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Labor market rigidities and unemployment: the case of severance costs

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  • Michael K. Gavin

Abstract

It is frequently alleged that the persistent, high rates of unemployment in many European countries are due, at least in part, to various labor market rigidities. One of these rigidities is the high cost of firing workers, compared with the cost in the United States, or in Europe in the early 1960s. ; This paper assesses the empirical importance of severance costs on labor demand. A partial equilibrium model of the firm's employment decision in the presence of significant severance costs is formulated and solved. The theoretical section of the paper identifies the following determinants of the impact of severance costs on labor demand: (1) the size of the required severance payments, (2) the variability and persistence of shocks to labor demand, (3) the expected rate of growth of labor demand, (4) the rate at which workers voluntarily leave the firm to retire or take other jobs, (5) the wage elasticity of labor demand, and (6) the firm's discount rate. ; The analytical framework is then used to evaluate the impact of severance costs on the expected cost of hiring a worker, and hence on labor demand. These costs are evaluated for a plausible base case, and the sensitivity of the conclusions to alternative assumptions is investigated.

Suggested Citation

  • Michael K. Gavin, 1986. "Labor market rigidities and unemployment: the case of severance costs," International Finance Discussion Papers 284, Board of Governors of the Federal Reserve System (U.S.).
  • Handle: RePEc:fip:fedgif:284
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    File URL: http://www.federalreserve.gov/pubs/ifdp/1986/284/default.htm
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    Citations

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    Cited by:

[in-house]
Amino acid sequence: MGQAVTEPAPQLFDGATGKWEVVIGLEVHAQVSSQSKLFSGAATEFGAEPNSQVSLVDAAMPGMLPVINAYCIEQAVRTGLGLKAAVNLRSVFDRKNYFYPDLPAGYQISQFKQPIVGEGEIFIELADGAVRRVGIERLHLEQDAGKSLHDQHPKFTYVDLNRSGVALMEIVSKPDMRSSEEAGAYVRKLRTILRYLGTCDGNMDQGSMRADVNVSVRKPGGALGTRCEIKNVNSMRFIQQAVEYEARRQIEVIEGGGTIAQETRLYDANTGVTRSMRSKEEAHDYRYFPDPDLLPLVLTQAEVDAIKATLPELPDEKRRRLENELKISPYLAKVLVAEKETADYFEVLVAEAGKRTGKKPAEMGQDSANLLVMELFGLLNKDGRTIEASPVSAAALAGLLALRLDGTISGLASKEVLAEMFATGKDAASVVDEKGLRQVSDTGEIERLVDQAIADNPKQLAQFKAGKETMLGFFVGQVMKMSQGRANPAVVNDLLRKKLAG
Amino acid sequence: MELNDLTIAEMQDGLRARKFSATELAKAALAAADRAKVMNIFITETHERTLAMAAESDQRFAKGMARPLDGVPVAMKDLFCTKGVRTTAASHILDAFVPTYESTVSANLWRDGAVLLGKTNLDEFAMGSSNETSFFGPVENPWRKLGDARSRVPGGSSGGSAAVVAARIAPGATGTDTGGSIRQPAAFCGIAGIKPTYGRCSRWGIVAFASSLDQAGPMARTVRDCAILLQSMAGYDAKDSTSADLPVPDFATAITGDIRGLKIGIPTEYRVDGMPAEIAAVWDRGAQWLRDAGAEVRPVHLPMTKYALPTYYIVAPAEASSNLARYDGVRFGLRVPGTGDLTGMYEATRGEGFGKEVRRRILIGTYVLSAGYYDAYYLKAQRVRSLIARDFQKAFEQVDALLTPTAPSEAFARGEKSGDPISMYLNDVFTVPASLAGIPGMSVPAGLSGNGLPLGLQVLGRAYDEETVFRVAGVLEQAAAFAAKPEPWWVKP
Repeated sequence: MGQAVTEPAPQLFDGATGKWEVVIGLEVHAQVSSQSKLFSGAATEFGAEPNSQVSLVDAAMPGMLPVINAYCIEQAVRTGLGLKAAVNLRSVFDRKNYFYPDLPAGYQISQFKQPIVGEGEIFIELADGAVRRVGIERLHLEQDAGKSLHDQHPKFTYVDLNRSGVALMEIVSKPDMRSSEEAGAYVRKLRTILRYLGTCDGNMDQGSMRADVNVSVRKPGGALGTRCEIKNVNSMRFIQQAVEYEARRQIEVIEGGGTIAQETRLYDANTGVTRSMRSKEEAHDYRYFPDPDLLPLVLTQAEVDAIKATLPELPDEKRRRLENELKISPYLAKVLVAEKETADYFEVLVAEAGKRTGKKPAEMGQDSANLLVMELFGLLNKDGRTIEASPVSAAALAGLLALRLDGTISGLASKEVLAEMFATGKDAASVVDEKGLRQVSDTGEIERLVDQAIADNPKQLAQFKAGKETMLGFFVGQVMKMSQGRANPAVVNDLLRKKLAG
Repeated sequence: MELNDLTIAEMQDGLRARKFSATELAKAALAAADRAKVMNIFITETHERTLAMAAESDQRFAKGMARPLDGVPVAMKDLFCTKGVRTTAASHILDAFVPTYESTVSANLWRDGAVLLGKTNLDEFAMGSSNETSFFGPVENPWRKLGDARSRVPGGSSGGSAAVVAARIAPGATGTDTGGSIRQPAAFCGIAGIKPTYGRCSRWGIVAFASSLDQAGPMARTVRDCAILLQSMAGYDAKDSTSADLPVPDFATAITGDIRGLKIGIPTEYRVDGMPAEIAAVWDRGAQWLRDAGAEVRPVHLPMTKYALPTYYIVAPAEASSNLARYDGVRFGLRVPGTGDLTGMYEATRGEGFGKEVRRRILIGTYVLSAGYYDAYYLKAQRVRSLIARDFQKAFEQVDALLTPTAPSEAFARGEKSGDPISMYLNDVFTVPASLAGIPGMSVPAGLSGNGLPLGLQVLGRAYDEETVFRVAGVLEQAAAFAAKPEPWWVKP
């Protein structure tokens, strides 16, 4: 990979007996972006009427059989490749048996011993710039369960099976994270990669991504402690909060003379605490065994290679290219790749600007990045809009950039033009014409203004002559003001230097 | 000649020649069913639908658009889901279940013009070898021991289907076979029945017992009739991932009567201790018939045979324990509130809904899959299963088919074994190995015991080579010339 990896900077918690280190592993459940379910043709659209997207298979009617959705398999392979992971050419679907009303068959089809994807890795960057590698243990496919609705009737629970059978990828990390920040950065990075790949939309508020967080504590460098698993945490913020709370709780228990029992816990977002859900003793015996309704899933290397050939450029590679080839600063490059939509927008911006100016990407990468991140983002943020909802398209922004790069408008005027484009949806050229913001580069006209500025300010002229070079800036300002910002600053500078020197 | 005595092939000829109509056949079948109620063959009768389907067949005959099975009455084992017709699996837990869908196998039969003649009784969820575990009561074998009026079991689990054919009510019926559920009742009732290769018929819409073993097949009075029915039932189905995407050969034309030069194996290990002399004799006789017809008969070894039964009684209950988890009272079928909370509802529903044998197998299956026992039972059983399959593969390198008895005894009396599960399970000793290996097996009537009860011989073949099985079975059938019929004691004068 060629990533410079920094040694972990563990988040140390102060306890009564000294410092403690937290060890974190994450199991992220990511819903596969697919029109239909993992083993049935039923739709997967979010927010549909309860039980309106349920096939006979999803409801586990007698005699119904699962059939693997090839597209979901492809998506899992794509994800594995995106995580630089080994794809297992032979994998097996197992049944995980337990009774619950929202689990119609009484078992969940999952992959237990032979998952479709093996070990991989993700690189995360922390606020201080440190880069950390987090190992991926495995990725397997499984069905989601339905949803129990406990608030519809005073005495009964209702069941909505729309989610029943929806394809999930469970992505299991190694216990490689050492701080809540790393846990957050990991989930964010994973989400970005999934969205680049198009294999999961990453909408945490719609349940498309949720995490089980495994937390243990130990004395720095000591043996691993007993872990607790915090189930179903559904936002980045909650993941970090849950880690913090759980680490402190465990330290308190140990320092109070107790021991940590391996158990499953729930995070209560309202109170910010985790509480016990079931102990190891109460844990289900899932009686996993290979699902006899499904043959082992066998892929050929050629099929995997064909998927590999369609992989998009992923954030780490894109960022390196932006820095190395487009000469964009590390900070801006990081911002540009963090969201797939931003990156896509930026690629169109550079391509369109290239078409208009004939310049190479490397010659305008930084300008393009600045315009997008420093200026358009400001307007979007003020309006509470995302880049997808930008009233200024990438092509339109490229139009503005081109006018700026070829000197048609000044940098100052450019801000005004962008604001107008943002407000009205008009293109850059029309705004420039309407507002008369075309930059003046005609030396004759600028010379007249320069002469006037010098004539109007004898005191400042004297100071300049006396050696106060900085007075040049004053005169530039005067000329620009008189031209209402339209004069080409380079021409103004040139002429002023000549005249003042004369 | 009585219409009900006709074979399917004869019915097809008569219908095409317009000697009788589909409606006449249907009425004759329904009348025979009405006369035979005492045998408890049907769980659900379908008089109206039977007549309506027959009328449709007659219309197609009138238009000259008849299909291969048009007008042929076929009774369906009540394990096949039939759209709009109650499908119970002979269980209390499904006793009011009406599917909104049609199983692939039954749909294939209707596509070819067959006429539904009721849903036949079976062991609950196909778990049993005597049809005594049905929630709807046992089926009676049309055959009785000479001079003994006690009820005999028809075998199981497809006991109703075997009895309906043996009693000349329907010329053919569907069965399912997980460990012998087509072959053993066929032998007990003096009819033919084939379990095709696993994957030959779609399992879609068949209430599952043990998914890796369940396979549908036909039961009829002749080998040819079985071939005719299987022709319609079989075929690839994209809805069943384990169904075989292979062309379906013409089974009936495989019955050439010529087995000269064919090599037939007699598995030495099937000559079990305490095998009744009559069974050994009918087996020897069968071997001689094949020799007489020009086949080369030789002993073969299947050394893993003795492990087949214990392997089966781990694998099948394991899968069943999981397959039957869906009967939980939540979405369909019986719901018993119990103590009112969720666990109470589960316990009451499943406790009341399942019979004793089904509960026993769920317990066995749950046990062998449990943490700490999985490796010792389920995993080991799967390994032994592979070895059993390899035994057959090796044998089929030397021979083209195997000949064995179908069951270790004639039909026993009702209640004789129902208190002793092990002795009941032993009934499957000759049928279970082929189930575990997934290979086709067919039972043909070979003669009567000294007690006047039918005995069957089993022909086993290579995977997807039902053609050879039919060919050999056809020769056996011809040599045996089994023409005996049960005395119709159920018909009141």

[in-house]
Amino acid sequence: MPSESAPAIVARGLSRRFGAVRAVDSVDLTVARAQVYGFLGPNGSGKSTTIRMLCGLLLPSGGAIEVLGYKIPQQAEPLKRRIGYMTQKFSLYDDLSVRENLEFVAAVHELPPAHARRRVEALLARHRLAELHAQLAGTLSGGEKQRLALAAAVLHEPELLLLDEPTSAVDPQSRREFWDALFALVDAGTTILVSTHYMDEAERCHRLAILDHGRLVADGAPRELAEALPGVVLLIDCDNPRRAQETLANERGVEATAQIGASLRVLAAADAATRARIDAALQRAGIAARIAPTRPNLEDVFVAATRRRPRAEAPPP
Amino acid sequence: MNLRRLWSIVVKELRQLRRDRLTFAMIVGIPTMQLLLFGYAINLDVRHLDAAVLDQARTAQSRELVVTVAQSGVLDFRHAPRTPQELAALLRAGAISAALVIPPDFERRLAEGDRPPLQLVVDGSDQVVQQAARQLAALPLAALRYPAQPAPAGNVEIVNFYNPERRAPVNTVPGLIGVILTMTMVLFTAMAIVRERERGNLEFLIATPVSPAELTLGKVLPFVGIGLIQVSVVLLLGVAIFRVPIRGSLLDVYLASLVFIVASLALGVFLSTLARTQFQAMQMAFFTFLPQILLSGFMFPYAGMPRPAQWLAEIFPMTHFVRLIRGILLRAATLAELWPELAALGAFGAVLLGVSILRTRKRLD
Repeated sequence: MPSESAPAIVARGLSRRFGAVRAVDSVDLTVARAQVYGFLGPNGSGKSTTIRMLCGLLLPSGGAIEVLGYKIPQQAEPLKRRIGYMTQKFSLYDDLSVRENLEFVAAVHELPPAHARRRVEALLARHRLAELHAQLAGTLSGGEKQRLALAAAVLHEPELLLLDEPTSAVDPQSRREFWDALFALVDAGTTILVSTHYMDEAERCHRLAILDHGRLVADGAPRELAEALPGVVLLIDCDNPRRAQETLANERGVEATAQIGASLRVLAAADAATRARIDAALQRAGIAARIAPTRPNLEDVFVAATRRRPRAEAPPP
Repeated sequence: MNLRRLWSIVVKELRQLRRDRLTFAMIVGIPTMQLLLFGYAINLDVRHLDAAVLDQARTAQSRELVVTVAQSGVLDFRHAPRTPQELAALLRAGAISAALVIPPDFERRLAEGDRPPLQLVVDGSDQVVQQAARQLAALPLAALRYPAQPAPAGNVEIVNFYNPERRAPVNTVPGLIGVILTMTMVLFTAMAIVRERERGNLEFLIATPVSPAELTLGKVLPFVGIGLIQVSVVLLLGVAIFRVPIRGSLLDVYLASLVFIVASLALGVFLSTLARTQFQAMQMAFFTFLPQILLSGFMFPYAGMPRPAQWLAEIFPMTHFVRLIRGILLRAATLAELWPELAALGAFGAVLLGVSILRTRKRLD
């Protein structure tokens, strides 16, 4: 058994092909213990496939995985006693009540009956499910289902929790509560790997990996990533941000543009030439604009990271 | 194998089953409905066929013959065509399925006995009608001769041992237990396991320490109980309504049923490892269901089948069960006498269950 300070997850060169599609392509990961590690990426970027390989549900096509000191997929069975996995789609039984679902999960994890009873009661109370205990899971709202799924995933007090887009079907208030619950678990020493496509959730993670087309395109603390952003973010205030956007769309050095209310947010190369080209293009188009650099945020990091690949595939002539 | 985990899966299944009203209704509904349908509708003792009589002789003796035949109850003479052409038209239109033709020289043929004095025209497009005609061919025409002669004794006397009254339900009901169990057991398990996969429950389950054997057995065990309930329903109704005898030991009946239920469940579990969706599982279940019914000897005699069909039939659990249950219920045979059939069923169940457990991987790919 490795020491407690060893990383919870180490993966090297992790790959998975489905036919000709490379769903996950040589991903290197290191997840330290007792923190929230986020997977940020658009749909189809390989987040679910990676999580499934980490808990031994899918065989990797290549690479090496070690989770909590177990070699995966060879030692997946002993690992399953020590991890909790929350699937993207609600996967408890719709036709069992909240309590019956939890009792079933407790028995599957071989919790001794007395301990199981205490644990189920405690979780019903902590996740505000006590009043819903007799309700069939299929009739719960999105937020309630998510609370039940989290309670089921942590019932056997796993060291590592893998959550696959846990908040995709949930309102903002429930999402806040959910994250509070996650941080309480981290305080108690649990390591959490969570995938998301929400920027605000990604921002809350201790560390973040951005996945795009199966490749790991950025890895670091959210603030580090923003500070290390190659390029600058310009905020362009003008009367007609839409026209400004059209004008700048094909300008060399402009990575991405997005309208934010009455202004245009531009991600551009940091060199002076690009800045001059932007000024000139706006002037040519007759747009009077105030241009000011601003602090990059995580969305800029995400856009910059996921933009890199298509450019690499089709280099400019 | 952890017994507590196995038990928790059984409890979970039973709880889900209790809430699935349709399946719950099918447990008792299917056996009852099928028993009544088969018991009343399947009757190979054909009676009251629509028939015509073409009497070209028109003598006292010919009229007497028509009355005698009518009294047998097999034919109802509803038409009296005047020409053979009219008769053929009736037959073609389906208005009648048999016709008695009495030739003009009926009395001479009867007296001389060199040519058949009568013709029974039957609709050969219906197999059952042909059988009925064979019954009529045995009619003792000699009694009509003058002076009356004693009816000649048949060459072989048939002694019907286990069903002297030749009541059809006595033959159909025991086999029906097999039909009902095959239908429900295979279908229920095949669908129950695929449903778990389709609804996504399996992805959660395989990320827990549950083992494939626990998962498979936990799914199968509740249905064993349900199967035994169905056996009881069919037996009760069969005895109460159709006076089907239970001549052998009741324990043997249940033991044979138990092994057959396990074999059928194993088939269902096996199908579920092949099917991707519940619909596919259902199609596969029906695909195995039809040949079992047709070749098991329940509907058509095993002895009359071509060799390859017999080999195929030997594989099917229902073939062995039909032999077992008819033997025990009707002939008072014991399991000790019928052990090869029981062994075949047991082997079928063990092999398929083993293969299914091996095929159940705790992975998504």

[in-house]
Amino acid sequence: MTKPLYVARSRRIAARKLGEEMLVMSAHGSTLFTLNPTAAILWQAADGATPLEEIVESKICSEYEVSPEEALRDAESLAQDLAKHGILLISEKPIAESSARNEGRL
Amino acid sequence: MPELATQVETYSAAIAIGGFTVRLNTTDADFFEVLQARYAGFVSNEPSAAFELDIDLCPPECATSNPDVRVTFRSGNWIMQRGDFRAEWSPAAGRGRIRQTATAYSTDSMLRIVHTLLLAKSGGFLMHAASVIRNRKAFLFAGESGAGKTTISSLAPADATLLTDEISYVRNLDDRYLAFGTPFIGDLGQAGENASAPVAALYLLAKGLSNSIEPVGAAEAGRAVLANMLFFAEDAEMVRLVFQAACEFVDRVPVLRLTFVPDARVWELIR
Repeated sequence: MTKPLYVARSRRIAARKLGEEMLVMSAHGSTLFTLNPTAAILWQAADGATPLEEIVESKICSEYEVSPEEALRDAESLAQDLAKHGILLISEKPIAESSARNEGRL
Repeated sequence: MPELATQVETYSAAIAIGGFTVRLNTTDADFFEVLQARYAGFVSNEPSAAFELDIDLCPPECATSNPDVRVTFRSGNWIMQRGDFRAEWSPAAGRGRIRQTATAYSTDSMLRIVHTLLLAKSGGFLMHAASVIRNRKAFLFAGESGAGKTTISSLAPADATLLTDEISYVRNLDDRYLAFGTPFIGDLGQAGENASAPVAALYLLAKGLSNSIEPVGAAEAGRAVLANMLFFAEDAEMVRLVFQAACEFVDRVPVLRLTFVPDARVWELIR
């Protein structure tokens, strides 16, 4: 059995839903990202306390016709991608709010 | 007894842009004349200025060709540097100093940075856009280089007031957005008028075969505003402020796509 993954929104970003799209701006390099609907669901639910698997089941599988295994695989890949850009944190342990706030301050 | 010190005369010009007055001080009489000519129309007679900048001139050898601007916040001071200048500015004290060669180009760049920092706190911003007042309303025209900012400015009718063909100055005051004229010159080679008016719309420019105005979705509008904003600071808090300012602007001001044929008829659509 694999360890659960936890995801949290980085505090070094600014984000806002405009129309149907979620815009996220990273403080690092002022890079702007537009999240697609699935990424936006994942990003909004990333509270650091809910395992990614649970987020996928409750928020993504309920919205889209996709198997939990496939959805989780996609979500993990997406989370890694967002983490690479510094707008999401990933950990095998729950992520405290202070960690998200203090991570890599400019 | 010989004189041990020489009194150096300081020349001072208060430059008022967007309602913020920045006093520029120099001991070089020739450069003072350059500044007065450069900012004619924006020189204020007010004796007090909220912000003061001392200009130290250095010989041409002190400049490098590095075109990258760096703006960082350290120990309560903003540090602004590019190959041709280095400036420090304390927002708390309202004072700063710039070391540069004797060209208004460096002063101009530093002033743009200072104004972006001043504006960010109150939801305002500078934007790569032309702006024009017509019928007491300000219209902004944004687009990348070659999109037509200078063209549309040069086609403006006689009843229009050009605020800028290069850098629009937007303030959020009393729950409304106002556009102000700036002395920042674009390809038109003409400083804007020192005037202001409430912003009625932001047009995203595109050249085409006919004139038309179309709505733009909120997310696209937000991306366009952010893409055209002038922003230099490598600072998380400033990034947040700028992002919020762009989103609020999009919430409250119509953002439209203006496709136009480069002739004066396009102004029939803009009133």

1. Adriana Kugler, 2000. "The Incidence of Job Security Regulations on Labor Market Flexibility and Compliance in Colombia: Evidence from the 1990 Reform," Research Department Publications 3094, Inter-American Development Bank, Research Department.
    2. Booth, Alison L. & Zoega, Gylfi, 2003. "On the welfare implications of firing costs," European Journal of Political Economy, Elsevier, vol. 19(4), pages 759-775, November.
    3. Agenor,Pierre-Richard, 2003. "The mini-integrated macroeconomic model for poverty analysis : a framework for analyzing the unemployment and poverty effects of fiscal and labor market reforms," Policy Research Working Paper Series 3067, The World Bank.
    4. Njikam, Ousmanou, 2016. "Trade liberalization, labor market regulations and labor demand in Cameroon," International Review of Economics & Finance, Elsevier, vol. 43(C), pages 525-541.
    5. Soltwedel, RĂ¼diger & Bothe, Adrian & Hoffmeyer, Martin & Laaser, Claus-Friedrich & Lammers, Konrad & Merz, Monika & Reuter, Dieter, 1990. "Regulierungen auf dem Arbeitsmarkt der Bundesrepublik," Open Access Publications from Kiel Institute for the World Economy 418, Kiel Institute for the World Economy (IfW).
    6. Bar-Ilan, Avner & Levy, Anat, 1993. "Job search by employed workers : the effects of restrictions," Policy Research Working Paper Series 1170, The World Bank.
    7. Freyens, Benoit Pierre & Gong, Xiaodong, 2015. "Dismissal Laws in Australia: Reforms and Enforcement by Labour Courts," IZA Discussion Papers 9295, Institute for the Study of Labor (IZA).
    8. Fu, Hu & Kleinberg, Robert & Lavi, Ron & Smorodinsky, Rann, 2017. "Job security, stability and production efficiency," Theoretical Economics, Econometric Society, vol. 12(1), January.
    9. Adriana Kugler, 1999. "The Impact of Firing Costs on Turnover and Unemployment: Evidence from the Colombian Labour Market Reform," International Tax and Public Finance, Springer;International Institute of Public Finance, vol. 6(3), pages 389-410, August.
    10. Risager, Ole & Sorensen, Jan Rose, 1997. "On the effects of firing costs when investment is endogenous: An extension of a model by Bertola," European Economic Review, Elsevier, vol. 41(7), pages 1343-1353, July.

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    Keywords

    Unemployment ; Labor market;

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